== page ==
“Remember that innovation is the outcome. It’s change and culture design that get that outcome,” says Brian.
In addition to cultivating a new culture, we can also work to be more intuitive as digital marketers.
There are a lot of great companies that really care about the customer — or say they do — but don’t effectively communicate that in their digital experiences.
“Brands want to create a better customer experience. But we have to remember that connected customers are in a more chaotic world. You have to factor in their headspace they’re coming from when they reach the point of interacting with your brand’s messaging. It’s about being more intuitive and understanding this environment we are all in.”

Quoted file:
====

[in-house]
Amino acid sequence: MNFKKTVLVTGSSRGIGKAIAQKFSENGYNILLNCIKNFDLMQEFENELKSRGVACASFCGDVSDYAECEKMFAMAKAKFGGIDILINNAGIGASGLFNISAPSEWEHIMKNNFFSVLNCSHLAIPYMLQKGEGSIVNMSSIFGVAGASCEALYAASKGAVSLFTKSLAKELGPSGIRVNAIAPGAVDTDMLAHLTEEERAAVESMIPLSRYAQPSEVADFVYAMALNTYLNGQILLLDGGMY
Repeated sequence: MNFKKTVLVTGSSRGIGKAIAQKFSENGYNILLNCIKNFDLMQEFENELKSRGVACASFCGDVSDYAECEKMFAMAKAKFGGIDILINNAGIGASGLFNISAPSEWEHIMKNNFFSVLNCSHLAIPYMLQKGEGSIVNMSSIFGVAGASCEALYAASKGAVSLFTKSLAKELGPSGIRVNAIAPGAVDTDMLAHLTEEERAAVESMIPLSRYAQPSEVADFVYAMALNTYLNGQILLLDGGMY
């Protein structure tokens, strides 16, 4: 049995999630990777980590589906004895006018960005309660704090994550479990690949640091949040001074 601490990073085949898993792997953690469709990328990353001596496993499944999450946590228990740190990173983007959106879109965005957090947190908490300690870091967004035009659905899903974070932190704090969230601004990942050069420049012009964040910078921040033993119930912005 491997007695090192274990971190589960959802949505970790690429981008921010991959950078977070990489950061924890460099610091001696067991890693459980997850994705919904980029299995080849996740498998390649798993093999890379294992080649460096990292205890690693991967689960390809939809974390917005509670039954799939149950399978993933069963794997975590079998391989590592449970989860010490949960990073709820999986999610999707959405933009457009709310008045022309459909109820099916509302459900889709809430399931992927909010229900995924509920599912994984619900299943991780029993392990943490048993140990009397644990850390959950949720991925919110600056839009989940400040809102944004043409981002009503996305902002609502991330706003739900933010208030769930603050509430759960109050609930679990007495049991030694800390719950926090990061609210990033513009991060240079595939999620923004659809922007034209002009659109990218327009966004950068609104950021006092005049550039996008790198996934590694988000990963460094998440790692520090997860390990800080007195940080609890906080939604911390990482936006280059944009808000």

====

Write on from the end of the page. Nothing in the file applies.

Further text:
Brian calls this the “customer’s experiences” rather than the customer experience.
It’s an accumulation of experiences. Each one impacts how someone feels about you. Those emotions move into memories and that’s how brand affinity is born.
As you forge into the future of digital marketing and growth marketing, evaluate whether your company is truly striving for innovation, or simply iteration, and course correct accordingly.
Don’t lose sight of what it means to be a consumer in the age of digital media technology and take time to define your company’s values and ethics within that world.
I highly recommend reading Brian’s book, Lifescale: How to Live a More Creative, Productive, and Happy Life. Take notes. Give it to your employees. You will be more productive at work and begin to form more meaningful connections with your customers.